Linux in the news
All in one big page
See also: last week's Back page page.
LinuxPower is a new site dedicated to providing useful, original Linux information. It resembles somewhat an online magazine - its content consists of editorials, "how to" articles, software reviews, etc. But, without publication dates and such, the good stuff just arrives when it does. This looks to be a useful site.
A similar sort of site is ionline. They, too, concentrate on interesting articles and tutorials, in a more subject-oriented way. The current set is mostly about PHP3 and its uses.
October 8, 1998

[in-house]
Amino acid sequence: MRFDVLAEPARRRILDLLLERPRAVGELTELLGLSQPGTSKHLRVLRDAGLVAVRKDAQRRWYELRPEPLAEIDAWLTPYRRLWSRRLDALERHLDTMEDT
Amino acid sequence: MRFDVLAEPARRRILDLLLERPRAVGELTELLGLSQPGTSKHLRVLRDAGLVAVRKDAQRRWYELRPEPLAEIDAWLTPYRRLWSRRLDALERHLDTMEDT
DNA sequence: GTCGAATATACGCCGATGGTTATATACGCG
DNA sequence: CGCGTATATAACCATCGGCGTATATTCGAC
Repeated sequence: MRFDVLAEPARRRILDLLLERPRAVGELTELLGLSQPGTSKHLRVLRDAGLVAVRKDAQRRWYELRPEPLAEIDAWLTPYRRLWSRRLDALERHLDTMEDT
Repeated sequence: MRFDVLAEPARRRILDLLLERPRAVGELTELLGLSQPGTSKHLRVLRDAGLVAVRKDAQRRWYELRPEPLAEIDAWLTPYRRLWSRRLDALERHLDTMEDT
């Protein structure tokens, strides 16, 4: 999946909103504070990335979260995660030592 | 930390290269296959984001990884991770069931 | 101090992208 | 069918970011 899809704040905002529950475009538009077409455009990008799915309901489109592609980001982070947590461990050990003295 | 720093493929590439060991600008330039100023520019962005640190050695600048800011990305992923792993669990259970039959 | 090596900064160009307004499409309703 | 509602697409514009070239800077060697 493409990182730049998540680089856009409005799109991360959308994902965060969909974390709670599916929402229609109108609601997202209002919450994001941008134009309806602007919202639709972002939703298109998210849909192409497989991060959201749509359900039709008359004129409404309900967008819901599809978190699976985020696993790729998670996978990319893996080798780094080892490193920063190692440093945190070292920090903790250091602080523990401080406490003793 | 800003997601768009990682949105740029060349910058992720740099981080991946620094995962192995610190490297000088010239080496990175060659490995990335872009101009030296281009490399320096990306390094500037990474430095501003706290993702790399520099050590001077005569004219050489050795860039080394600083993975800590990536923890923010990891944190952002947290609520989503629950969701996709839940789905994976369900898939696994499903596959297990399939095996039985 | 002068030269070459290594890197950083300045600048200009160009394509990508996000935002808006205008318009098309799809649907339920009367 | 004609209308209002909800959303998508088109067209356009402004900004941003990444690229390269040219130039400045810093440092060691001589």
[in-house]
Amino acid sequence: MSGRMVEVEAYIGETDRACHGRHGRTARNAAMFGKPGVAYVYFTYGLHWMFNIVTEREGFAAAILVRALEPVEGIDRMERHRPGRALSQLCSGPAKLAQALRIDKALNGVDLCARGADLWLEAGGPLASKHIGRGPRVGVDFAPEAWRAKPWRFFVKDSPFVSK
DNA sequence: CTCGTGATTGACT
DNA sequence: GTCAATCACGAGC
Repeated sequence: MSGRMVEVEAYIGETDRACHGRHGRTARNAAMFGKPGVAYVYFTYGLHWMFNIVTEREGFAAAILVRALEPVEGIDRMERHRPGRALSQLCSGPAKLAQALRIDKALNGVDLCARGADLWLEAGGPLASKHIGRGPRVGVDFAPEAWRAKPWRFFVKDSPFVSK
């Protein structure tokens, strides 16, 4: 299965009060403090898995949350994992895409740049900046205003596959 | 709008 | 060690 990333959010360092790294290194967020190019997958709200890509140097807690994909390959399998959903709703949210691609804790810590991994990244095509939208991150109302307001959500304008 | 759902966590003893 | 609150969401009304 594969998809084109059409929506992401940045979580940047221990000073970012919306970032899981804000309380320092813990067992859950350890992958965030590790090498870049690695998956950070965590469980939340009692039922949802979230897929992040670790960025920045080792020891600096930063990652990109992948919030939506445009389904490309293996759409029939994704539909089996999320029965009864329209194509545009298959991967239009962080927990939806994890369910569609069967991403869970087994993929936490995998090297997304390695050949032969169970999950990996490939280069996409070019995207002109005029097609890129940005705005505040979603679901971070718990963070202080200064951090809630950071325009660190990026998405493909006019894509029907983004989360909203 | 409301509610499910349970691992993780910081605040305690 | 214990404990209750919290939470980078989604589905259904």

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Date: Thu, 01 Oct 1998 10:49:26 -0500 From: Craig Goodrich <firstname.lastname@example.org> To: email@example.com Subject: Red Hat's growth ... In your 10/1 issue you comment > All of these [developments connected with RedHat's growth and > additional investment] can be seen as good things ..., but all > together they raise the question of just how big and influential > Red Hat should get... We certainly do not need a single company > in a Microsoft-like role with an overwhelmingly large market > share. While no reasonable tuxie could disagree that the diversity and competition among distributions is one of the best things about Linux, I think your concern here is exaggerated. First, if one distribution is to become a favorite, a good case can be made that none deserves that position more than Red Hat. They have consistently pushed the state-of-the-art forward for the Linux community, from the development of RPM years ago through today's funding of such superhackers as Alan Cox and the breaking down of chipmakers' NDAs for programming information. I recall several years ago telnetting anonymously into Linus' machine in Helsinki and being greeted by a Red Hat login banner (for RH2, I think). Second, Red Hat has always kept closely to both the letter and the spirit of the GPL -- and in the process allowed new competitors to spring up based on Red Hat's own distribution. SuSE, for example, began as a Red Hat distribution customized for the German market. The original Caldera was based on Red Hat. Any creator of a Linux distribution has innumerable decisions to make, some major -- e.g. libc5 or glibc? -- and many minor -- do I go with the latest release of xbunnies or use the more heavily tested older version? In the Linux world, if there is widespread controversy over any of these decisions, it's likely that someone will address that concern with yet another distribution: For those worried about the stability of glibc, LinuxPro is available, a slightly tweaked Red Hat 4.2. For those (like this writer) who believe the Red Hat position on KDE is just silly, the Mandrake version of Red Hat 5 recently appeared. The free market is an incredibly powerful force, and when combined with the quirky ethos of the free software movement, it assures us of continuing wide choice in Linux distributions. The only way Red Hat could gain and hold a monopoly position is by putting out a distribution that made *everybody* happy. And, as the most casual perusal of Slashdot or c.o.l demonstrates, that jes' ain't gonna happen. So yes, indeed, best wishes to the other distributions. Some will die off and new ones will appear, of course, but let's not worry the community about it. Our Linux choices have multiplied enormously during the very period that Red Hat was establishing its premier position among the distributions, so as Linux is finally beginning to receive its well-deserved attention in the business community, let's just relax and enjoy the ride. Sincerely, Craig Goodrich Rural Village Systems somewhere in the woods in Elkmont, Alabama =========== There are two ways of constructing a software design. One way is to make it so simple that there are obviously no deficiencies and the other is to make it so complicated that there are no obvious deficiencies. -- C A R Hoare